Anthony Romeo: Learning From What My Mom Did
Editor’s note: Anthony Romeo’s mom Terry passed away recently.
Two crisp twenty-dollar bills pushed into lumpy 13-year-old fingers, Mom pushed me into my uncle Kenny’s car. “You don’t say a word about this, you hear me?”
It was August 3, 1997 and I was, technically, still grounded. I was supposed to be going to WWE’s SummerSlam pay-per-view event, at the Continental Airlines Arena in East Rutherford, N.J. But I had misbehaved, and my stepfather had decided that, as a punishment, there would be no wrestling.
But little did he know, in stepped my mom. Knowing that wrestling was my absolute favorite thing in the world. Knowing that Bret Hart, my favorite wrestler ever, was going to have a chance to win the championship from The Undertaker. She knew, in her heart, that I just had to go. So off I went, three hours away in a car with my uncle and my cousin, to live my dream from Row 17, Seat 6, sworn to secrecy that I was being given a reprieve from my punishment.
That $40 went to the merchandise stand, where I bought myself my very first Bret “The Hitman” Hart T-shirt. It’s a shirt that you’ll find if you look into my middle school yearbooks, because I wore it for picture day, every year, an unspoken secret between a mother and her son.
Those are the things that moms do, I’ve realized. They save money by working terrible jobs where no one appreciates them, so that you’ll have spending money for something you really want. To give you $40 for a shirt you could get at Walmart for $8. That’s what moms do.
Moms are on their hands and knees, washing the floors at midnight because it’s the only time they can get it done without four people and a dog walking across it. They do it, and they think we won’t notice it. It might take us until we’re 30 to notice that there’s been someone keeping life clean underneath us, around us, but we do notice it. It must be hard to work so hard for so little praise. But that’s what moms do.
Moms make sure that every Sunday morning of your childhood, no matter what, you are listening to “Don Giovanni’s Italian Carousel” on the radio. It reminds them of their own childhood, and you get to share in those memories, even if moms don’t call attention to it. Years later, when you hear Dominick the Donkey or Pepino the Italian Mouse, you’ll realize that even after they’re gone, moms find ways to make you smile. Because that’s what moms do.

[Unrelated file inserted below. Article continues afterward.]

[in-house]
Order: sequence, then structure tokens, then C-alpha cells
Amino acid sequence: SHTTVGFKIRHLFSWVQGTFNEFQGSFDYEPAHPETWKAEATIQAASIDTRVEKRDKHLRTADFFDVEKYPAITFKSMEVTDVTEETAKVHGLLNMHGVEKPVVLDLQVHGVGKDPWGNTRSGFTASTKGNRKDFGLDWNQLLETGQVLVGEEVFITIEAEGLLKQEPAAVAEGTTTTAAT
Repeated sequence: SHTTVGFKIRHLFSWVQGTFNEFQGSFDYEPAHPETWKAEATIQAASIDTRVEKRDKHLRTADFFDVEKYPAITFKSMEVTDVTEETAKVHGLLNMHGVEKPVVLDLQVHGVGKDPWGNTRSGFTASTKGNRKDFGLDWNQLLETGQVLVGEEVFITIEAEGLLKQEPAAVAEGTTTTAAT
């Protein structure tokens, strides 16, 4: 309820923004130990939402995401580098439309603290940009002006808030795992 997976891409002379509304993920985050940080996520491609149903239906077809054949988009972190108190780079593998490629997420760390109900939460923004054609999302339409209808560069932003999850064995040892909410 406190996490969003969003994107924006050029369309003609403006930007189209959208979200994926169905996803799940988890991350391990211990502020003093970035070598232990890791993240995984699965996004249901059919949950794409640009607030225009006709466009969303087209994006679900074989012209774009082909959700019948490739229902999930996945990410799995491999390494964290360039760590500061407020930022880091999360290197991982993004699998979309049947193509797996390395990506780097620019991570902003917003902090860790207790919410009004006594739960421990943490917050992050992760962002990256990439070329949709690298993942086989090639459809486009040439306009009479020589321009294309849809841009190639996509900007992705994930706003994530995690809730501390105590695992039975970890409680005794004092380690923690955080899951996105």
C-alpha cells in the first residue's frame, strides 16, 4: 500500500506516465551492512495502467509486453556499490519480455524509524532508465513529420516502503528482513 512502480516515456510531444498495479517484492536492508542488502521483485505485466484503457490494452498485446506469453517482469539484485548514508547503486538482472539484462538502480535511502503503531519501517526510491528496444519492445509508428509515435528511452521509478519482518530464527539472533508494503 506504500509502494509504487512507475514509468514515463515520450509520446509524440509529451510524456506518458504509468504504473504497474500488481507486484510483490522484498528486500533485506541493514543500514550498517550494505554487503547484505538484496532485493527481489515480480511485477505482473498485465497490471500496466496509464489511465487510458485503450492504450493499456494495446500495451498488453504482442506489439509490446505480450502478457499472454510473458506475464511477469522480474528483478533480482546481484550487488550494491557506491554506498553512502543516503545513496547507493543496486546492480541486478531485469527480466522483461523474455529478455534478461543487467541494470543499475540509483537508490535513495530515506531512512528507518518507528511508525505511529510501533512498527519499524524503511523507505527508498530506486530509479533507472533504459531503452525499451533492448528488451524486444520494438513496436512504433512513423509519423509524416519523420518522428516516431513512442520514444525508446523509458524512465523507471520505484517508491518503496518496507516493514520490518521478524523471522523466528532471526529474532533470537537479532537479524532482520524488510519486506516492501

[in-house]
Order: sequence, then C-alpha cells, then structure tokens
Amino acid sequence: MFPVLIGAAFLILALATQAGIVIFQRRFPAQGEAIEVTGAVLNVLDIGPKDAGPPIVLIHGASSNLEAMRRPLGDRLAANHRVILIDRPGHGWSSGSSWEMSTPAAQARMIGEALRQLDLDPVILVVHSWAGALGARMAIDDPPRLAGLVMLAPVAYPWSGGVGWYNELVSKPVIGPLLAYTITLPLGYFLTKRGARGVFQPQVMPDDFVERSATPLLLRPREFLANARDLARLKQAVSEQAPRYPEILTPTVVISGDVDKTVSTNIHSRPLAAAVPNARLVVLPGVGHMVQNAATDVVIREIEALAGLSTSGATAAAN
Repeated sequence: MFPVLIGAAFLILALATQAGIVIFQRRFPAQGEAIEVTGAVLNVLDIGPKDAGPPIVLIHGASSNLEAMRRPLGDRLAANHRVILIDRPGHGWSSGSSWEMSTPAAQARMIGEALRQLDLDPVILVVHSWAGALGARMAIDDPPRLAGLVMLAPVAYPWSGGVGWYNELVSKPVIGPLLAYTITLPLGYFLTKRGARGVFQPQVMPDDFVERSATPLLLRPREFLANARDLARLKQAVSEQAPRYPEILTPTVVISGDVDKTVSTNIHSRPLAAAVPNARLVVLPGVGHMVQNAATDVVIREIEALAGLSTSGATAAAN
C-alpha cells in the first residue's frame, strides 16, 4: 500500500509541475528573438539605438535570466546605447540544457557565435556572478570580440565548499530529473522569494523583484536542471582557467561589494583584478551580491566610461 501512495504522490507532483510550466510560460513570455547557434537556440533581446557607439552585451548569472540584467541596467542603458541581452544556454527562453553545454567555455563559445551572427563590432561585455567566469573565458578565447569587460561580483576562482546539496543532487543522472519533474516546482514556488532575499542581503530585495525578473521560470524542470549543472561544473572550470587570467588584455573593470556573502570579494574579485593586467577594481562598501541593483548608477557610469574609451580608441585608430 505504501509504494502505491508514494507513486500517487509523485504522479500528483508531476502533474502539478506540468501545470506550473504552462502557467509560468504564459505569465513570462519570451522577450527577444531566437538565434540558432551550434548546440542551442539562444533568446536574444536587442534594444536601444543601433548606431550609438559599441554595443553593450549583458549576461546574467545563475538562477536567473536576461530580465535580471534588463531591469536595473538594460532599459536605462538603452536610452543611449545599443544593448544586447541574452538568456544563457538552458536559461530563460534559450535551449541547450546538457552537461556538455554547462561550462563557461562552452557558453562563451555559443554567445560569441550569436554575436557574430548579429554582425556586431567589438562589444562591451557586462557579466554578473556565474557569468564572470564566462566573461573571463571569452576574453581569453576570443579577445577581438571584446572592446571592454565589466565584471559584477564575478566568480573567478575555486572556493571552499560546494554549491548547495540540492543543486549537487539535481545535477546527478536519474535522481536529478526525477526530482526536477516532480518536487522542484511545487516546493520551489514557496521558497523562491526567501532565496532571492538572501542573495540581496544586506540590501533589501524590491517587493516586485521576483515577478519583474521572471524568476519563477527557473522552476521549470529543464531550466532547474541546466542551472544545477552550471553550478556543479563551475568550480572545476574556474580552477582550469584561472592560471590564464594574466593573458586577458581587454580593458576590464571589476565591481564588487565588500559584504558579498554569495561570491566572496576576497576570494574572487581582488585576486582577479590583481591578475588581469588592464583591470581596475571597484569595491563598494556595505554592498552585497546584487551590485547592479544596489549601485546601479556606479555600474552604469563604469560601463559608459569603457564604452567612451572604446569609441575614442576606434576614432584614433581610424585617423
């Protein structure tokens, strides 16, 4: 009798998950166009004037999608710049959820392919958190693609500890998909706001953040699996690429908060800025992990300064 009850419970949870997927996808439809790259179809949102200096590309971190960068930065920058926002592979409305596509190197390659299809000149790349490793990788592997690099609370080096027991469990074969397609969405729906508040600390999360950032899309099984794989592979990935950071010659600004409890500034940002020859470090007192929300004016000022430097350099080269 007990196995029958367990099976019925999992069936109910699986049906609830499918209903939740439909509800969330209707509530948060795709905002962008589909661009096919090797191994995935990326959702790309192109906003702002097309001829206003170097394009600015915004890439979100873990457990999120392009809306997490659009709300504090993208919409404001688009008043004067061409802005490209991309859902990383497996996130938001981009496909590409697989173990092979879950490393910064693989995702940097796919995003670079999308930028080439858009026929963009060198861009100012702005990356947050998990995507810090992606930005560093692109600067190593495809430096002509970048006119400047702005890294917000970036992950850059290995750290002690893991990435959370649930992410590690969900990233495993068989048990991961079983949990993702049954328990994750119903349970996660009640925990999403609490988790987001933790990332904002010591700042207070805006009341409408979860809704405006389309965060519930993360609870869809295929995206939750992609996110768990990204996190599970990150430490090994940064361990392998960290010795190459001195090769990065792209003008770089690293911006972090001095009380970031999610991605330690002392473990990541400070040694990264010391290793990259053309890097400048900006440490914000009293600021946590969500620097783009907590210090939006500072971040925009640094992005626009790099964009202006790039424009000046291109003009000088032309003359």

Moms have foods they make best, better than anyone. Not special foods, or fancy foods, but foods that are owned uniquely by moms. Full meals that are defined by the main ingredient. For example, if someone says you’re having chicken cutlets for dinner, you know that’s going to include a side of Rice-A-Roni and a side of green beans, stacked like a log cabin. If it’s seashells on the menu, you can expect a bed of lettuce on the bottom of your plate, a ring of sliced tomatoes circling the platter, and several hefty scoops of tuna salad and seashell noodles on top. And don’t even get me started on pepper steak. And when moms say you can have a snack after dinner, you know it’s either going to be Swiss Cake Rolls or a Cosmic Brownie. These tastes will stay with you for the rest of your life. And you’ll be happy. That’s what moms do.
But there will come a time when moms have completed all the things they’ve been given to do. And then they have to leave, and go away. They might be young, or they might get to be very, very old. But every mom who does, one day has to go. And if they’re lucky, there’s a grace in the going of it all. But you will be there for them, right up until, and even after, the end has come. That’s what children do, because that’s what moms did.
Those children will find themselves taking care of arrangements, when that end has come. And it will be the most surreal experience in the world. Those children will ask for the black Cadillac, and the nicer urn, and will write an obituary that can’t nearly scratch the surface of all the incredible stories there are to share. There will be a moment when those children realize there is no way to say thank you, not enough, even if there’d been another dozen years or more.
But moms teach children how to remember, how to share and how to play nice in a sandbox that only gets bigger as we do. They teach us how to tell stories by living those stories themselves. Moms make us ask ourselves if we can live a life that is half as devoted to others as theirs. And moms challenge us to grow up and become the dads they know we can be. To give, and give again.
And so the memories of a Bret Hart T-shirt carry with them an obligation. In 1997, it was to not say a word. In 2015, it is to say all of the words. And it’s in the telling of stories that long nights spent scrubbing floors are not forgotten, that sore backs and tired feet are remembered, celebrated. Treasured. And when there is a tiny baby who is ours, who becomes a toddler and then a teenager, the obligation is to tell the old stories of Dominick and Pepino, of seashells and Cosmic Brownies, of chicken cutlets. They are memories of a time that has come before, clutched tightly against the heart for as long as they’ll stay. And then it’s time for new stories, authored by a new set of writers, silently teaching, scrubbing, cooking, and aching.
So thank you, Moms, not just for what you’ve done, but for all the things you’ll help us do.
All the things these dads will do.